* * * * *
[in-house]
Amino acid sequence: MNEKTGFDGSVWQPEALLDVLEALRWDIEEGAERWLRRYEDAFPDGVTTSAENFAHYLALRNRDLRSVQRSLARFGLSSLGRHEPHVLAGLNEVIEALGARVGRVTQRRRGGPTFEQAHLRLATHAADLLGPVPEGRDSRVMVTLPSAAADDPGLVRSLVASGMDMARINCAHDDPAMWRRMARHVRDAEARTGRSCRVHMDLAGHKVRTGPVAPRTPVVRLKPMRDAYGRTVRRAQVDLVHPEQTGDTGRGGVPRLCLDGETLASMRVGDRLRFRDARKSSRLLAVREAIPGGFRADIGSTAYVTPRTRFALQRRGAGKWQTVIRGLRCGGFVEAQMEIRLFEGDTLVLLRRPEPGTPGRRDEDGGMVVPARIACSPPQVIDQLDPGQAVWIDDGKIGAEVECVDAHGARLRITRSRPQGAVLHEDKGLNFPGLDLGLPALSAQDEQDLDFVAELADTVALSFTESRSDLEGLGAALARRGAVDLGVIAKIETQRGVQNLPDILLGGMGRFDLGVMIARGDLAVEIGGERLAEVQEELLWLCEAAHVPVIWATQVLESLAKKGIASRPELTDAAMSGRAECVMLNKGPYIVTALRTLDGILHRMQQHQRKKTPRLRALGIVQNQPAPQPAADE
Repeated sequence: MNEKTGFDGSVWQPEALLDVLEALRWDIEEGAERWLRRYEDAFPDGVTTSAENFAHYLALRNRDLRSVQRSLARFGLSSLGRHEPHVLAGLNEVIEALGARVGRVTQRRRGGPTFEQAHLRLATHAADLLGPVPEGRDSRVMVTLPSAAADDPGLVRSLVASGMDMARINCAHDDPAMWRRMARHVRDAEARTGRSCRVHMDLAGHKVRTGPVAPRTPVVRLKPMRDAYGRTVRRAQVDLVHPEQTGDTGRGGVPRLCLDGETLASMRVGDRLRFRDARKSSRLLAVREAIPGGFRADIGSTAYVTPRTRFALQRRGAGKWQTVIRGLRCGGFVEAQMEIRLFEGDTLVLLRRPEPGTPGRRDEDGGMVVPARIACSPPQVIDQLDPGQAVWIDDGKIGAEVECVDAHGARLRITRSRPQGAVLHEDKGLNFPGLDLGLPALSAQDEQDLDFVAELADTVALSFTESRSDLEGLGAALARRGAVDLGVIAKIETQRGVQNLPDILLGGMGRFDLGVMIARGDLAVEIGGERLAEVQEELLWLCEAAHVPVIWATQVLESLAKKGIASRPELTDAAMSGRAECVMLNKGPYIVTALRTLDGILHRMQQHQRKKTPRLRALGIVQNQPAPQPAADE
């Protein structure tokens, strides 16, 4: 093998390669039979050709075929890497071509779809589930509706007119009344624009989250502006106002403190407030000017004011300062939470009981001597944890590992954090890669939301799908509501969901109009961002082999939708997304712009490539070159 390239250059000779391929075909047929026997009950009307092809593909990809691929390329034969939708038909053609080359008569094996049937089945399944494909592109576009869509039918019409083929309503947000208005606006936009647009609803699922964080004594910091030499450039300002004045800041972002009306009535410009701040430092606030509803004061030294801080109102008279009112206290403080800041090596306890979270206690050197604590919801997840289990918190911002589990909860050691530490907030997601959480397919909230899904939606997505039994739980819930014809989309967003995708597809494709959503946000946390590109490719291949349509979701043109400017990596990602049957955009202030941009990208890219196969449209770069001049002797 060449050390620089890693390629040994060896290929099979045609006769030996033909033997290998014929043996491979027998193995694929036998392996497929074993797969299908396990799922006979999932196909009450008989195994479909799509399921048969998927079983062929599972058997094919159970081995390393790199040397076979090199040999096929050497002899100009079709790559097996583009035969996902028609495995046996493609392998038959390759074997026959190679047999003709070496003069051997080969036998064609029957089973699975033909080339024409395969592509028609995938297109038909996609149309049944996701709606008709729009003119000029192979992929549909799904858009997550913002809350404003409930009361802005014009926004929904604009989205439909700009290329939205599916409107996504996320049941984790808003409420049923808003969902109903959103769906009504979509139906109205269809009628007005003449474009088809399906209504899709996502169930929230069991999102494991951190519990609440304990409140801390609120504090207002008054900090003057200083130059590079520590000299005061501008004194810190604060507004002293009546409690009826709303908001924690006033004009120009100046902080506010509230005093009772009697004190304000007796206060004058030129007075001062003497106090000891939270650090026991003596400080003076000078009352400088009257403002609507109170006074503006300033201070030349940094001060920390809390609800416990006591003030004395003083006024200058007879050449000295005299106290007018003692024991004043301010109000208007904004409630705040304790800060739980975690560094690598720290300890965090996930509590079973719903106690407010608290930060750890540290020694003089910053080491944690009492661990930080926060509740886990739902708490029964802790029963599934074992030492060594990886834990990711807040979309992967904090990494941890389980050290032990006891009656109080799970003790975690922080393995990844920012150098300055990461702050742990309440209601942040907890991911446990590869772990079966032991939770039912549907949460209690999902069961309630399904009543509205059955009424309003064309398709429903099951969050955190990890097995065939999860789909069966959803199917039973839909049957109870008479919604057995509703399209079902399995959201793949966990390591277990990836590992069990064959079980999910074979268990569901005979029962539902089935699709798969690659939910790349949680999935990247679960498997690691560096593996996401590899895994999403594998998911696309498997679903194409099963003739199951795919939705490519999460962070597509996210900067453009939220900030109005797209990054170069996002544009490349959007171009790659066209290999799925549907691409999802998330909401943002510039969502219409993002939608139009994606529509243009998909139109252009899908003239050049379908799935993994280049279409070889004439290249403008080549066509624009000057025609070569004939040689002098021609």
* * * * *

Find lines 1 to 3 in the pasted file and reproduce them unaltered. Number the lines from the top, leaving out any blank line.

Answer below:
[in-house]
Amino acid sequence: MNEKTGFDGSVWQPEALLDVLEALRWDIEEGAERWLRRYEDAFPDGVTTSAENFAHYLALRNRDLRSVQRSLARFGLSSLGRHEPHVLAGLNEVIEALGARVGRVTQRRRGGPTFEQAHLRLATHAADLLGPVPEGRDSRVMVTLPSAAADDPGLVRSLVASGMDMARINCAHDDPAMWRRMARHVRDAEARTGRSCRVHMDLAGHKVRTGPVAPRTPVVRLKPMRDAYGRTVRRAQVDLVHPEQTGDTGRGGVPRLCLDGETLASMRVGDRLRFRDARKSSRLLAVREAIPGGFRADIGSTAYVTPRTRFALQRRGAGKWQTVIRGLRCGGFVEAQMEIRLFEGDTLVLLRRPEPGTPGRRDEDGGMVVPARIACSPPQVIDQLDPGQAVWIDDGKIGAEVECVDAHGARLRITRSRPQGAVLHEDKGLNFPGLDLGLPALSAQDEQDLDFVAELADTVALSFTESRSDLEGLGAALARRGAVDLGVIAKIETQRGVQNLPDILLGGMGRFDLGVMIARGDLAVEIGGERLAEVQEELLWLCEAAHVPVIWATQVLESLAKKGIASRPELTDAAMSGRAECVMLNKGPYIVTALRTLDGILHRMQQHQRKKTPRLRALGIVQNQPAPQPAADE
Repeated sequence: MNEKTGFDGSVWQPEALLDVLEALRWDIEEGAERWLRRYEDAFPDGVTTSAENFAHYLALRNRDLRSVQRSLARFGLSSLGRHEPHVLAGLNEVIEALGARVGRVTQRRRGGPTFEQAHLRLATHAADLLGPVPEGRDSRVMVTLPSAAADDPGLVRSLVASGMDMARINCAHDDPAMWRRMARHVRDAEARTGRSCRVHMDLAGHKVRTGPVAPRTPVVRLKPMRDAYGRTVRRAQVDLVHPEQTGDTGRGGVPRLCLDGETLASMRVGDRLRFRDARKSSRLLAVREAIPGGFRADIGSTAYVTPRTRFALQRRGAGKWQTVIRGLRCGGFVEAQMEIRLFEGDTLVLLRRPEPGTPGRRDEDGGMVVPARIACSPPQVIDQLDPGQAVWIDDGKIGAEVECVDAHGARLRITRSRPQGAVLHEDKGLNFPGLDLGLPALSAQDEQDLDFVAELADTVALSFTESRSDLEGLGAALARRGAVDLGVIAKIETQRGVQNLPDILLGGMGRFDLGVMIARGDLAVEIGGERLAEVQEELLWLCEAAHVPVIWATQVLESLAKKGIASRPELTDAAMSGRAECVMLNKGPYIVTALRTLDGILHRMQQHQRKKTPRLRALGIVQNQPAPQPAADE